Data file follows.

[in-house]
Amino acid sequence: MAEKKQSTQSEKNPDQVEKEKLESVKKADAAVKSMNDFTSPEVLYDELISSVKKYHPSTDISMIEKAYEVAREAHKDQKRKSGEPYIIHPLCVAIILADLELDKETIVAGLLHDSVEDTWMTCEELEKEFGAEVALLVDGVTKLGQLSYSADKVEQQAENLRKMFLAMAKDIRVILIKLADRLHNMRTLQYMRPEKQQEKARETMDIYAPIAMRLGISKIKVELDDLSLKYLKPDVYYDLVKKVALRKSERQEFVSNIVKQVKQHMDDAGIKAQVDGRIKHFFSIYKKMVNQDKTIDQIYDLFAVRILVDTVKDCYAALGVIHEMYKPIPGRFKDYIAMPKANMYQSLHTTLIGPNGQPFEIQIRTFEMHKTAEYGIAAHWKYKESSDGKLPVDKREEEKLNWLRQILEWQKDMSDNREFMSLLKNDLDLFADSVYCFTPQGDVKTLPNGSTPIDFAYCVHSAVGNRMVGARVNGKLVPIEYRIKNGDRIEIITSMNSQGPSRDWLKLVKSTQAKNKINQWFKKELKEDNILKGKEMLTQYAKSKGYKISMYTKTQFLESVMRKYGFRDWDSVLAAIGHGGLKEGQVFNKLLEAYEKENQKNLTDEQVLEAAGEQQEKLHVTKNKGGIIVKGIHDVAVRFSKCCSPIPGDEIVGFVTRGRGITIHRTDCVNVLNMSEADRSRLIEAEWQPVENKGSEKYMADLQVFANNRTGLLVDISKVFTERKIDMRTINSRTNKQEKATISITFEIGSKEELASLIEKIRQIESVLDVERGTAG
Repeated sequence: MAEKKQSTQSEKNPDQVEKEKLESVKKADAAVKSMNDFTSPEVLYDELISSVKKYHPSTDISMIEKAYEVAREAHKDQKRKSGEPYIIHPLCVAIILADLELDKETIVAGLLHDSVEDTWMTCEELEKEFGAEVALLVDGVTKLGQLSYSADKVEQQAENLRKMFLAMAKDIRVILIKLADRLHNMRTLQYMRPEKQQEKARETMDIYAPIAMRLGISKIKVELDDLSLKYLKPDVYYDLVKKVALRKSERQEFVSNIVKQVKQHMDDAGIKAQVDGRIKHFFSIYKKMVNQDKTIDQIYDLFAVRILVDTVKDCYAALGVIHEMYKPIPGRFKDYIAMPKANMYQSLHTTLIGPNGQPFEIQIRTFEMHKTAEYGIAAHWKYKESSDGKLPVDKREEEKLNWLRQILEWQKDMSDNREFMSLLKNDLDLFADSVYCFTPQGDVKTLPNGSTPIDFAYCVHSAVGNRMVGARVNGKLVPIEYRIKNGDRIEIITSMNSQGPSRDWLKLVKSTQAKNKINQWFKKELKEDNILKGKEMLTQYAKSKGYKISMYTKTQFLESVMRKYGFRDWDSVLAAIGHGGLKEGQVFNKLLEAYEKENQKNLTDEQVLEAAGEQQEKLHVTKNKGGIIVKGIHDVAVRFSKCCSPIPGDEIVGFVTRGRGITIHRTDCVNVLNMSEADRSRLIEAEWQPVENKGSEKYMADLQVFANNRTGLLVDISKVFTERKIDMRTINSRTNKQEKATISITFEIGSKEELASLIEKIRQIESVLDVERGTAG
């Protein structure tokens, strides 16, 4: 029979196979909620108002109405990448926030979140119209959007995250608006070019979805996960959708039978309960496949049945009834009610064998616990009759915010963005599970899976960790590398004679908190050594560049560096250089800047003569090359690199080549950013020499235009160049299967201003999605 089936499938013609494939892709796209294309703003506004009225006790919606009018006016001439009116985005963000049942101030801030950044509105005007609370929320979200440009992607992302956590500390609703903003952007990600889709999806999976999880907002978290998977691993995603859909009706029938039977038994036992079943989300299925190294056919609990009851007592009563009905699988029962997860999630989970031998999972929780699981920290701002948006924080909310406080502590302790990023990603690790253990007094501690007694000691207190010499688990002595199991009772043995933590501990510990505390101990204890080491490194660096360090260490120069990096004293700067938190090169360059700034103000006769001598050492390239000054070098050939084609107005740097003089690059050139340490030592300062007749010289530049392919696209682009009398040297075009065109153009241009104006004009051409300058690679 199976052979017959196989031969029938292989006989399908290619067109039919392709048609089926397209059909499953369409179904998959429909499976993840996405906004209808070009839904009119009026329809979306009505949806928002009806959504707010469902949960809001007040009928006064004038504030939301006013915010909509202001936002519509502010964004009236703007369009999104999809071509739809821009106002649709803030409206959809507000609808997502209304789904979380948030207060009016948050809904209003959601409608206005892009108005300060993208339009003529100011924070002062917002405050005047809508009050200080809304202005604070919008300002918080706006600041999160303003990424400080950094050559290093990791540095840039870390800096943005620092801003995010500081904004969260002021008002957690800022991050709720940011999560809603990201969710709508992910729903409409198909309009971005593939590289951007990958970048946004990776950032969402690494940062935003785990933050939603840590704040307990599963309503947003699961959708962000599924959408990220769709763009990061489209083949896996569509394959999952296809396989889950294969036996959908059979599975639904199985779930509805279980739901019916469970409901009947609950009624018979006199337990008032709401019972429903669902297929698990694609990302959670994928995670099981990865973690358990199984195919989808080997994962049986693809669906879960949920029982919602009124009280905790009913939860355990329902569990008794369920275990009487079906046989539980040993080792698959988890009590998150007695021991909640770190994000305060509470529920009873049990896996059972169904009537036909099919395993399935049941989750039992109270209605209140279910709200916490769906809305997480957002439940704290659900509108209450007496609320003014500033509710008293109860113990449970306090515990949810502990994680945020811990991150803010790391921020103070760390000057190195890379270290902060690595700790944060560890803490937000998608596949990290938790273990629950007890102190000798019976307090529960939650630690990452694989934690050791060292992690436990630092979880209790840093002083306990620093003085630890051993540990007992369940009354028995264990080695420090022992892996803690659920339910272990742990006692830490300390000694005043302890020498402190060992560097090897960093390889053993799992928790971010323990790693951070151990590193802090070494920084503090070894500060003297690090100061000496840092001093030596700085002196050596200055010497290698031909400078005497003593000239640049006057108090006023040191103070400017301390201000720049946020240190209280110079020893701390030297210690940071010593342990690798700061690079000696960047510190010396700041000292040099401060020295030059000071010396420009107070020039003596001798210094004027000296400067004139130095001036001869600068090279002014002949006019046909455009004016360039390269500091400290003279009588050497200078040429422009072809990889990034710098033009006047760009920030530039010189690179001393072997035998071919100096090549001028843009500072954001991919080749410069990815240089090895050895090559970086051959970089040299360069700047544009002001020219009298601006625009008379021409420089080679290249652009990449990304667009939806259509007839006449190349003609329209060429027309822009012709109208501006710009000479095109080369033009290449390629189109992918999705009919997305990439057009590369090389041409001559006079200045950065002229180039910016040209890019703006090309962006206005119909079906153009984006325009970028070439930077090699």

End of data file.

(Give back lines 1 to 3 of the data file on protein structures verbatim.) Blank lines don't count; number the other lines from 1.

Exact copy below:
[in-house]
Amino acid sequence: MAEKKQSTQSEKNPDQVEKEKLESVKKADAAVKSMNDFTSPEVLYDELISSVKKYHPSTDISMIEKAYEVAREAHKDQKRKSGEPYIIHPLCVAIILADLELDKETIVAGLLHDSVEDTWMTCEELEKEFGAEVALLVDGVTKLGQLSYSADKVEQQAENLRKMFLAMAKDIRVILIKLADRLHNMRTLQYMRPEKQQEKARETMDIYAPIAMRLGISKIKVELDDLSLKYLKPDVYYDLVKKVALRKSERQEFVSNIVKQVKQHMDDAGIKAQVDGRIKHFFSIYKKMVNQDKTIDQIYDLFAVRILVDTVKDCYAALGVIHEMYKPIPGRFKDYIAMPKANMYQSLHTTLIGPNGQPFEIQIRTFEMHKTAEYGIAAHWKYKESSDGKLPVDKREEEKLNWLRQILEWQKDMSDNREFMSLLKNDLDLFADSVYCFTPQGDVKTLPNGSTPIDFAYCVHSAVGNRMVGARVNGKLVPIEYRIKNGDRIEIITSMNSQGPSRDWLKLVKSTQAKNKINQWFKKELKEDNILKGKEMLTQYAKSKGYKISMYTKTQFLESVMRKYGFRDWDSVLAAIGHGGLKEGQVFNKLLEAYEKENQKNLTDEQVLEAAGEQQEKLHVTKNKGGIIVKGIHDVAVRFSKCCSPIPGDEIVGFVTRGRGITIHRTDCVNVLNMSEADRSRLIEAEWQPVENKGSEKYMADLQVFANNRTGLLVDISKVFTERKIDMRTINSRTNKQEKATISITFEIGSKEELASLIEKIRQIESVLDVERGTAG
Repeated sequence: MAEKKQSTQSEKNPDQVEKEKLESVKKADAAVKSMNDFTSPEVLYDELISSVKKYHPSTDISMIEKAYEVAREAHKDQKRKSGEPYIIHPLCVAIILADLELDKETIVAGLLHDSVEDTWMTCEELEKEFGAEVALLVDGVTKLGQLSYSADKVEQQAENLRKMFLAMAKDIRVILIKLADRLHNMRTLQYMRPEKQQEKARETMDIYAPIAMRLGISKIKVELDDLSLKYLKPDVYYDLVKKVALRKSERQEFVSNIVKQVKQHMDDAGIKAQVDGRIKHFFSIYKKMVNQDKTIDQIYDLFAVRILVDTVKDCYAALGVIHEMYKPIPGRFKDYIAMPKANMYQSLHTTLIGPNGQPFEIQIRTFEMHKTAEYGIAAHWKYKESSDGKLPVDKREEEKLNWLRQILEWQKDMSDNREFMSLLKNDLDLFADSVYCFTPQGDVKTLPNGSTPIDFAYCVHSAVGNRMVGARVNGKLVPIEYRIKNGDRIEIITSMNSQGPSRDWLKLVKSTQAKNKINQWFKKELKEDNILKGKEMLTQYAKSKGYKISMYTKTQFLESVMRKYGFRDWDSVLAAIGHGGLKEGQVFNKLLEAYEKENQKNLTDEQVLEAAGEQQEKLHVTKNKGGIIVKGIHDVAVRFSKCCSPIPGDEIVGFVTRGRGITIHRTDCVNVLNMSEADRSRLIEAEWQPVENKGSEKYMADLQVFANNRTGLLVDISKVFTERKIDMRTINSRTNKQEKATISITFEIGSKEELASLIEKIRQIESVLDVERGTAG